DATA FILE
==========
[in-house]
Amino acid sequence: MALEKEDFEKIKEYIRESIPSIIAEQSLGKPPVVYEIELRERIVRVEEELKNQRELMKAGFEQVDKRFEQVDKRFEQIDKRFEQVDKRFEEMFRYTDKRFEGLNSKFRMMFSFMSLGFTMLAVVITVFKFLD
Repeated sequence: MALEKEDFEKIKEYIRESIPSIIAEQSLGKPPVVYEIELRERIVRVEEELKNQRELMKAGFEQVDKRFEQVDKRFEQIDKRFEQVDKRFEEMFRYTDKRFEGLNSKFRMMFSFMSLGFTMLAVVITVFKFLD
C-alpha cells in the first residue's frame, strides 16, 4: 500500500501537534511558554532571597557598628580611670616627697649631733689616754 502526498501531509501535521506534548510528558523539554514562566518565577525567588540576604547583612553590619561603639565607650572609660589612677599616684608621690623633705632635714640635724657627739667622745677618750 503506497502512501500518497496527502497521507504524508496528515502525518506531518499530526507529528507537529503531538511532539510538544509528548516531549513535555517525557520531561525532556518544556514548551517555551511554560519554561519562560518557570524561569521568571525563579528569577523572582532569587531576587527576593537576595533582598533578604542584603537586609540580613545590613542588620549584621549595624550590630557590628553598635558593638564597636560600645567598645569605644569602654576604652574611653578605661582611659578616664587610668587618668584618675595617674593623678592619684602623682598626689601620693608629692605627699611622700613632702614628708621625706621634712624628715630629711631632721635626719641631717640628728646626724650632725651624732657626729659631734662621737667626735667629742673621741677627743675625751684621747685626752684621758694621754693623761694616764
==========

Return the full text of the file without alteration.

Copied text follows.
[in-house]
Amino acid sequence: MALEKEDFEKIKEYIRESIPSIIAEQSLGKPPVVYEIELRERIVRVEEELKNQRELMKAGFEQVDKRFEQVDKRFEQIDKRFEQVDKRFEEMFRYTDKRFEGLNSKFRMMFSFMSLGFTMLAVVITVFKFLD
Repeated sequence: MALEKEDFEKIKEYIRESIPSIIAEQSLGKPPVVYEIELRERIVRVEEELKNQRELMKAGFEQVDKRFEQVDKRFEQIDKRFEQVDKRFEEMFRYTDKRFEGLNSKFRMMFSFMSLGFTMLAVVITVFKFLD
C-alpha cells in the first residue's frame, strides 16, 4: 500500500501537534511558554532571597557598628580611670616627697649631733689616754 502526498501531509501535521506534548510528558523539554514562566518565577525567588540576604547583612553590619561603639565607650572609660589612677599616684608621690623633705632635714640635724657627739667622745677618750 503506497502512501500518497496527502497521507504524508496528515502525518506531518499530526507529528507537529503531538511532539510538544509528548516531549513535555517525557520531561525532556518544556514548551517555551511554560519554561519562560518557570524561569521568571525563579528569577523572582532569587531576587527576593537576595533582598533578604542584603537586609540580613545590613542588620549584621549595624550590630557590628553598635558593638564597636560600645567598645569605644569602654576604652574611653578605661582611659578616664587610668587618668584618675595617674593623678592619684602623682598626689601620693608629692605627699611622700613632702614628708621625706621634712624628715630629711631632721635626719641631717640628728646626724650632725651624732657626729659631734662621737667626735667629742673621741677627743675625751684621747685626752684621758694621754693623761694616764